Experimental Religion

In a book review in the Standard Bearer (August 1, 1991), you wrote about the “second blessing” heresy, which “holds before the saint the real possibility of virtual perfection in this life.” You placed this under the general heading of “experimental religion,” which you said runs the danger of separating from “solidly doctrinal Christianity.”

I understand the danger of “second blessing” as championed by certain Arminian denominations, but “experimental religion” is a term that has been used by (or about) some who are solidly in the Calvinistic tradition, such as M’Cheyne, Brainerd, Edwards, and Guthrie. They have spoken of individual experiences with the Lord which are at moments so overwhelmingly real and powerful to them that such experience has had this twofold effect: 1) It increased their perception of indwellings in and their unworthiness before a holy God, and 2) It convinced them of the all consuming love and preciousness of the Savior such that all their doubts vanished and they knew themselves to be forgiven and secure in His hands.

Do the Protestant Reformed Churches take a stand regarding “experimental religion”? Is a subjective, internal witness to be actively sought after as “experimental” literature would imply is the right, and even duty, of the genuine Christian? Some writers give me the impression that such a practice is even necessary to “close with Christ” in conversion, and they make me feel guilty if I haven’t had an experience similar to theirs.

In his essay “Returning,” published in The Mystery of Bethlehem, Herman Hoeksema writes that moments of exultation may come upon us, but that we must also expect the return “to earthly things” in this world of sin. He says that we must then pursue our callings and struggles and await, “by faith,” a heaven that is still future.

In approximately four years of reading the SB I have not seen this issue discussed and would appreciate knowing your views on it.

N.P. Jefferson

Mount Vernon, NY


What precisely is meant by “experimental religion”?

There is no such entry in the New Dictionary of Theology (ed. Sinclair B. Ferguson, David F. Wright, J.I. Packer); The New International Dictionary of the Christian Church (ed. J.D. Douglas); or The Oxford Dictionay of the Christian Church (ed. F.L. Cross and E.A. Livingstone).

If, as I suppose, “experimental religion” describes Christianity as the faith that teaches that the Holy Spirit so applies the doctrines of the Word to the elect sinner in saving him that these doctrines affect the sinner’s experience, even strongly, the Protestant Reformed Churches confess, practice, and enjoy “experimental religion.”

Biblical Christianity is a religion that is experienced: “Therefore being justified by faith, we have peace with God through our Lord Jesus Christ” (Rom. 59). The Reformed faith insists upon the experience of salvation in its creeds: “. . . Since I now feel in my heart the beginning of eternal joy . . . (Heid. Cat., Q. 58); “. . . certainty of perseverance . . . is the real source . . . of solid rejoicing in God . . .” (Canons, 5/2).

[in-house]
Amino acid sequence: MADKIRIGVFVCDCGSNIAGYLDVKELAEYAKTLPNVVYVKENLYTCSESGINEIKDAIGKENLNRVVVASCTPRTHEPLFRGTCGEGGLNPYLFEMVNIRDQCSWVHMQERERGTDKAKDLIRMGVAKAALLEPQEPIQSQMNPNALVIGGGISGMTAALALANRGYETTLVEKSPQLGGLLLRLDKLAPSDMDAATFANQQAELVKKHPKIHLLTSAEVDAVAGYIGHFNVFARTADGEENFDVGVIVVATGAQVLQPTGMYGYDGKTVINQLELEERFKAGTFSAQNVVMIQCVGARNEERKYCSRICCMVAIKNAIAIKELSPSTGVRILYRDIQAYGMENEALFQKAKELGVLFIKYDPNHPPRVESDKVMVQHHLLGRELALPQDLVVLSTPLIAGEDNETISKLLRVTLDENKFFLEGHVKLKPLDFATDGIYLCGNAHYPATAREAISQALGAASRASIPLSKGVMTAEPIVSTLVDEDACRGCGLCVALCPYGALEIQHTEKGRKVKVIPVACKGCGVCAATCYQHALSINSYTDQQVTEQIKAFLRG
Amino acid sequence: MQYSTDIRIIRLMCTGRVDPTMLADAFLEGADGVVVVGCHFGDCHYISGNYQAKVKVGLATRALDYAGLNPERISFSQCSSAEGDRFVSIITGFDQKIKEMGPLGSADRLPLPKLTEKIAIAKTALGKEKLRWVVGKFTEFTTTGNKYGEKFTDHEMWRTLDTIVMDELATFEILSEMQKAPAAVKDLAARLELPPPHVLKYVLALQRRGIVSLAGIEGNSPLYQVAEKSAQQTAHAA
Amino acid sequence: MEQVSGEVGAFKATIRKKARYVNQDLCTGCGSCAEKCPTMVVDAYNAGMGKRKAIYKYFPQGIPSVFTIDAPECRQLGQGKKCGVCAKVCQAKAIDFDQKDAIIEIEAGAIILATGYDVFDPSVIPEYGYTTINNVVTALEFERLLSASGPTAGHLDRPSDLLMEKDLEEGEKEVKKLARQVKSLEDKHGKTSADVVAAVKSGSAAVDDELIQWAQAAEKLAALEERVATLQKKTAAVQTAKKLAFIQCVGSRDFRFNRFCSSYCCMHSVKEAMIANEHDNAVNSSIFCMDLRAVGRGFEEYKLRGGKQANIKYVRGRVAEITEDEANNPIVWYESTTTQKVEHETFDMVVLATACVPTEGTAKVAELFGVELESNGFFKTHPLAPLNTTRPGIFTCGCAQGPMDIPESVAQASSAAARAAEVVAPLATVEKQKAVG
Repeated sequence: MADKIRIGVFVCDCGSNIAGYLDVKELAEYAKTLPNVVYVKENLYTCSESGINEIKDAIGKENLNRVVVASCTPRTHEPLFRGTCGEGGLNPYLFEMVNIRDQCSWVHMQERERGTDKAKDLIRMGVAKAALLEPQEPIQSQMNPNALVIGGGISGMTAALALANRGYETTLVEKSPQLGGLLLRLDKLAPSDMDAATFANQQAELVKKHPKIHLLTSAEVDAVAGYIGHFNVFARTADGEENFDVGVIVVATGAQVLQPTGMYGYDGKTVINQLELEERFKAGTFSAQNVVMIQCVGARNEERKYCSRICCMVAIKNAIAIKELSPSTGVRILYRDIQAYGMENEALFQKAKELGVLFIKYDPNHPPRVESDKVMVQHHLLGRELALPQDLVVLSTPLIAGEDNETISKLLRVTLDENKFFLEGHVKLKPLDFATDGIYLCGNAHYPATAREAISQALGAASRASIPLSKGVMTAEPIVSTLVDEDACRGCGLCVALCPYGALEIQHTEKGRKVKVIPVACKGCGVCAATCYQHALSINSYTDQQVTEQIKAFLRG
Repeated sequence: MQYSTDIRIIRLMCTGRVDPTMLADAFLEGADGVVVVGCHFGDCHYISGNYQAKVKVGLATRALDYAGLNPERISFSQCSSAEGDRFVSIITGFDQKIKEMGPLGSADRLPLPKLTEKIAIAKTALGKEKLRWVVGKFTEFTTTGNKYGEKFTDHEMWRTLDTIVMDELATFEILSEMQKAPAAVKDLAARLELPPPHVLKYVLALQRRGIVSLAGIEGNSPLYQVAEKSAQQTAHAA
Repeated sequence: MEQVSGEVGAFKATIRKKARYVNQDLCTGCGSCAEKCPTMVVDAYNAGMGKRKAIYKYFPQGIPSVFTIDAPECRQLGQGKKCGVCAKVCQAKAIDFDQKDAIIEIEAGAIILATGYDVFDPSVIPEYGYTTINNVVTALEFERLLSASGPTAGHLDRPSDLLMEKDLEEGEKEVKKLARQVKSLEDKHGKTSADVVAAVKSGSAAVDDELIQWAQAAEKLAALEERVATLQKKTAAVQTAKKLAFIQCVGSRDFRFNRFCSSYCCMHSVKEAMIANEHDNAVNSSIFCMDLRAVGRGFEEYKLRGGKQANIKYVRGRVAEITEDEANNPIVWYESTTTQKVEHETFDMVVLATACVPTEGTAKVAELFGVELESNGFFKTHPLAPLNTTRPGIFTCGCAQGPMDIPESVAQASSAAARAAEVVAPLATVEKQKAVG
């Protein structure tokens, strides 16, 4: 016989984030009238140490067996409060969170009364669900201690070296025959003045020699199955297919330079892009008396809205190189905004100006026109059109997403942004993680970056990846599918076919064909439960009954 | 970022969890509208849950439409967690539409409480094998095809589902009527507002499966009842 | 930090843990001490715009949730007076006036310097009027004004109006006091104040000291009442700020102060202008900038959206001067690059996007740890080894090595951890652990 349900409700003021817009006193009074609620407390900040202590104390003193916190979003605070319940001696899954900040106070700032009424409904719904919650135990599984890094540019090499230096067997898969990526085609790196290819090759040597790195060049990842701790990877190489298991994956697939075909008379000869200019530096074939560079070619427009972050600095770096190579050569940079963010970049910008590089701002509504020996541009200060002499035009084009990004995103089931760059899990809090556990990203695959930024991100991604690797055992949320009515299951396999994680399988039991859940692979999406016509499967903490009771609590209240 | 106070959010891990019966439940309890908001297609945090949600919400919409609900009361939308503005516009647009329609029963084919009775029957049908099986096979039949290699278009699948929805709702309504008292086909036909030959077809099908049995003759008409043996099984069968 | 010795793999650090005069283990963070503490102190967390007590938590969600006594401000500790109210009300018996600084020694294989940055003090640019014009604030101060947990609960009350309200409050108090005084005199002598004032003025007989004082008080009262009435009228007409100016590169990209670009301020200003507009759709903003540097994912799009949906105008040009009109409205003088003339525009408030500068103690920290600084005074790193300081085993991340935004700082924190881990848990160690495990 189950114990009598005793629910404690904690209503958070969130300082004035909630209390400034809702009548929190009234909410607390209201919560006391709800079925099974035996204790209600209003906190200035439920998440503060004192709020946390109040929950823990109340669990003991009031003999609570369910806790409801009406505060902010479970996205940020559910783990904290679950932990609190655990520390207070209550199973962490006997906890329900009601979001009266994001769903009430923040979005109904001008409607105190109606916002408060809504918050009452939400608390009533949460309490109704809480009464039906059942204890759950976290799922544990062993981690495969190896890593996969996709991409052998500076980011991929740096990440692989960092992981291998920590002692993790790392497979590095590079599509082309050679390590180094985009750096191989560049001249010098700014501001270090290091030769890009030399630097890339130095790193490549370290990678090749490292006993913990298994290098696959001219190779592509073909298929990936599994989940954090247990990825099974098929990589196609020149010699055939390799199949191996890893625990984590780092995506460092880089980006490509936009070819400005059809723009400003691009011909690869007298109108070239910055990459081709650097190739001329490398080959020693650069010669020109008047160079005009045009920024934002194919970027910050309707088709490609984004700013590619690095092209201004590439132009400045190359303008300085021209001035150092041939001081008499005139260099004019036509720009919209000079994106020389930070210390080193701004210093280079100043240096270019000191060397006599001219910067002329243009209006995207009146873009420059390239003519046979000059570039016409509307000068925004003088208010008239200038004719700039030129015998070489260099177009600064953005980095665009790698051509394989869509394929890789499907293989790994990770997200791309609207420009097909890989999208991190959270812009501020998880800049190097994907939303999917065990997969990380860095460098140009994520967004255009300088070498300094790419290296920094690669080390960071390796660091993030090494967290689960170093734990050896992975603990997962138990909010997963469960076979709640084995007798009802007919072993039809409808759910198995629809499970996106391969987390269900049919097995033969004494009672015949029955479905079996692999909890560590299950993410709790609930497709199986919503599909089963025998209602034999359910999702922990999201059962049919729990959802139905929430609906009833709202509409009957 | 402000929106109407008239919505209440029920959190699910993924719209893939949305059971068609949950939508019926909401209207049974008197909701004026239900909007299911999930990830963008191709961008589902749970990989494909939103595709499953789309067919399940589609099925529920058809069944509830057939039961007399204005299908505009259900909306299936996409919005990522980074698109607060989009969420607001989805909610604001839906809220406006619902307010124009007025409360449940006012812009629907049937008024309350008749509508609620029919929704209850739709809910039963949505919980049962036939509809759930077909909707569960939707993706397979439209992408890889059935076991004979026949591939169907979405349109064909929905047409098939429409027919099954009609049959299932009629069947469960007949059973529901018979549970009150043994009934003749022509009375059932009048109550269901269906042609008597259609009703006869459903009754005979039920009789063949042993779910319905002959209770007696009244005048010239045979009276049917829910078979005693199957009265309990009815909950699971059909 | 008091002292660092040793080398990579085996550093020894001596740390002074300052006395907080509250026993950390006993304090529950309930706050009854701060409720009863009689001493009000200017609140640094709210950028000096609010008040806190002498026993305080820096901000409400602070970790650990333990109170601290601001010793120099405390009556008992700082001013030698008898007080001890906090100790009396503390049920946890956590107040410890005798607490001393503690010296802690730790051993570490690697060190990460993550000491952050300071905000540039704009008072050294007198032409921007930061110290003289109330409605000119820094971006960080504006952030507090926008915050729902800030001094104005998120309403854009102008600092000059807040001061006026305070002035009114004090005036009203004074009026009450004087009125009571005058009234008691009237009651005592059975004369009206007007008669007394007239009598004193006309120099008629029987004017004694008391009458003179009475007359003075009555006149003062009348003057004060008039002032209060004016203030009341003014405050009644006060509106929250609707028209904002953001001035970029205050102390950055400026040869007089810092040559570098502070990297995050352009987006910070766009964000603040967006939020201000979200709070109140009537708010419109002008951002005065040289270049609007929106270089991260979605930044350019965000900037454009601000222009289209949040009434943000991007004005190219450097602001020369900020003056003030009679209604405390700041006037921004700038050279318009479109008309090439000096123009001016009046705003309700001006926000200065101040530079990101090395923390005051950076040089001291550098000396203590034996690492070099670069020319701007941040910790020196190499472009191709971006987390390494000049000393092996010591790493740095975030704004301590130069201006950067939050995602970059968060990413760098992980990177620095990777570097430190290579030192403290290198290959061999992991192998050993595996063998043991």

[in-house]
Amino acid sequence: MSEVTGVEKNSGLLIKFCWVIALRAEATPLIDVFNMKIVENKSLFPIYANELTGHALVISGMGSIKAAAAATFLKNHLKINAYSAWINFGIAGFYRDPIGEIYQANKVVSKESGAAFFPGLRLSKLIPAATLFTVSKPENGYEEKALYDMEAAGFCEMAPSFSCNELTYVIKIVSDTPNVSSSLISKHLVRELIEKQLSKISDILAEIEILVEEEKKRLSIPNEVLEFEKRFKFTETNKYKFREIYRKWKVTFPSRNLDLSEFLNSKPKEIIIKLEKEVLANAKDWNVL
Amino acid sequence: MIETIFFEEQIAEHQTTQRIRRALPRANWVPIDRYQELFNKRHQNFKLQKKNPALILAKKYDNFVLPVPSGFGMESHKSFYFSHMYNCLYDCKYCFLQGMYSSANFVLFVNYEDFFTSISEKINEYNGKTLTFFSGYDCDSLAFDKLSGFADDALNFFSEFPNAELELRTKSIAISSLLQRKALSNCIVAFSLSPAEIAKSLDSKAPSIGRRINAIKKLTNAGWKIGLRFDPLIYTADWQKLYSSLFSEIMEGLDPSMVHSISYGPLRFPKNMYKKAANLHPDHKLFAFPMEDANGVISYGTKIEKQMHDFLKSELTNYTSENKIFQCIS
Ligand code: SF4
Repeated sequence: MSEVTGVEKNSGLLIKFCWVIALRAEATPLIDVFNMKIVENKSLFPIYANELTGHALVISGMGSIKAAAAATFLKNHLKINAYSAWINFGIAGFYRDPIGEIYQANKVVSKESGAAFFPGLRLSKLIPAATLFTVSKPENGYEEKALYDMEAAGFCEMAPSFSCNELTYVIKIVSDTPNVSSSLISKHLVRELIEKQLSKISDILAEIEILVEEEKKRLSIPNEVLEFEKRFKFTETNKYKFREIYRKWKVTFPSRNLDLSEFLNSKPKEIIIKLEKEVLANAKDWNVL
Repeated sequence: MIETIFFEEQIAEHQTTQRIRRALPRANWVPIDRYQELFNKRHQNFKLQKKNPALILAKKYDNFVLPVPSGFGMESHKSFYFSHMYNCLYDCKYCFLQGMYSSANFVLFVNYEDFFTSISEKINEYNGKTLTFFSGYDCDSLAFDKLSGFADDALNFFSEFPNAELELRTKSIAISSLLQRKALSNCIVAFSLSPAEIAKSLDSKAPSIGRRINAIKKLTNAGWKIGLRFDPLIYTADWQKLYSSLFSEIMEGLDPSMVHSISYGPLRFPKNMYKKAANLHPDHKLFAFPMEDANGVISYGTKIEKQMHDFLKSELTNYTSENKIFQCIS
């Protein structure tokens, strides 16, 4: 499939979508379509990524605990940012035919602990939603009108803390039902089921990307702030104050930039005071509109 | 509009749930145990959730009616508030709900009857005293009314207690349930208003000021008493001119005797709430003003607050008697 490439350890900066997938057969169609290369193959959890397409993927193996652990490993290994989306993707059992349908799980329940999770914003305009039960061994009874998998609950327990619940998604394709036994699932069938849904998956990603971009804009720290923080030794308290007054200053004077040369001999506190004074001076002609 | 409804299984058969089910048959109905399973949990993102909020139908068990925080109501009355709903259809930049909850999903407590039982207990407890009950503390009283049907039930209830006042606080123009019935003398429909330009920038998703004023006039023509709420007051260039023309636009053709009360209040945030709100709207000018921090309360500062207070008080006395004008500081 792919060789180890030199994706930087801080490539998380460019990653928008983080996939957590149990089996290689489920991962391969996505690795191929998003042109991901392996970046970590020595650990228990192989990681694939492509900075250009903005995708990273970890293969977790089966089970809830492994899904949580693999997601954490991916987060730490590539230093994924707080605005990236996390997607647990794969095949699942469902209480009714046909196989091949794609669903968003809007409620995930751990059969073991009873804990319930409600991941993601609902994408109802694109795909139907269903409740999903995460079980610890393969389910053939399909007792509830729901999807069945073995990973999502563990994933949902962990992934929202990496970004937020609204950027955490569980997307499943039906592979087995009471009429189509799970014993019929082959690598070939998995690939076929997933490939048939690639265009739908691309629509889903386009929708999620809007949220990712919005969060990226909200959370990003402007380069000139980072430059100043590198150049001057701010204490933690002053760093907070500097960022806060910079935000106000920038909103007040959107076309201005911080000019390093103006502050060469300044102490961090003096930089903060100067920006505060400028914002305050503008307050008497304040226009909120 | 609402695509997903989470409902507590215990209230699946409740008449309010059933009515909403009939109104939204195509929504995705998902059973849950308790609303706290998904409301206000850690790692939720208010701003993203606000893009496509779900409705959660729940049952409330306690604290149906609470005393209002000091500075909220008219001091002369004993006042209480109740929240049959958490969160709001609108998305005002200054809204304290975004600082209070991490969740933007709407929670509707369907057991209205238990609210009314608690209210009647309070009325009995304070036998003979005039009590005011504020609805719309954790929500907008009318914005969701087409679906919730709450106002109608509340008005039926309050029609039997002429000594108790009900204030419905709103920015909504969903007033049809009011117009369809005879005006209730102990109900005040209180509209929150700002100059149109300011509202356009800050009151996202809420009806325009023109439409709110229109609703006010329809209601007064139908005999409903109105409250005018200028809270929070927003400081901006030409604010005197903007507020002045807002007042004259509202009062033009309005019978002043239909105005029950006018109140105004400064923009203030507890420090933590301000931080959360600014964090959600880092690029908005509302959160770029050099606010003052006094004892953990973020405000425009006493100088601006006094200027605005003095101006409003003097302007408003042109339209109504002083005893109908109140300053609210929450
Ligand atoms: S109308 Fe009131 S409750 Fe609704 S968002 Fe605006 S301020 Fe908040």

If, however, men mean by “experimental religion” strange, wonderful, spiritual experiences quite divorced from the sound doctrines of Scripture, and from the preaching of these doctrines, the PRC reject these experiences as accursed mysticism. All the more do we abhor such an “experimental religion” when its mystical experiences are made the condition for one’s assurance of conversion and for one’s coming to the Lord’s Table.

My warning was not that “experimental religion” runs the danger of separating itself from doctrinal Christianity (to use a redundancy), although this is indeed a danger. Rather I warned that all “experimental religion” that separates itself in the slightest from solidly doctrinal Christianity will run out in perfectionism, as well as in other gross errors.

Although the PRC want to do full justice to the experience of salvation by the believer, we also are concerned to exert ourselves to keep experience, or feeling, in its place. .As Martin Luther observed in the struggle of the Reformation with the “spirituals,” the way of salvation is not feeling but faith. The just does not live by experience but by faith- faith only. This is fundamental to the comfort of the believer. There are times when the believer is deeply stirred emotionally by the gospel of the love of God for him a sinner. There are other times when he is dry as dust. But he is as surely saved at the one time as at the other. And he is certain of it. For he believes, emotions 01: no emotions.

There is a distinct stream in the Reformed and Presbyterian tradition that makes experience the main thing. The primary spiritual activity is introspection, a spiritual “navel-gazing.” This is a sickness unto death. In the judgment of God, there is in this stream either no assurance of salvation or an assurance that rests upon the dubious foundation of an extraordinary experience or a special revelation.

The gospel calls us to look away from ourselves to Jesus Christ crucified and risen as exhibited in the truths of the Reformed faith. Just in this way does the believer have comfort.

Experienced comfort.

– Ed.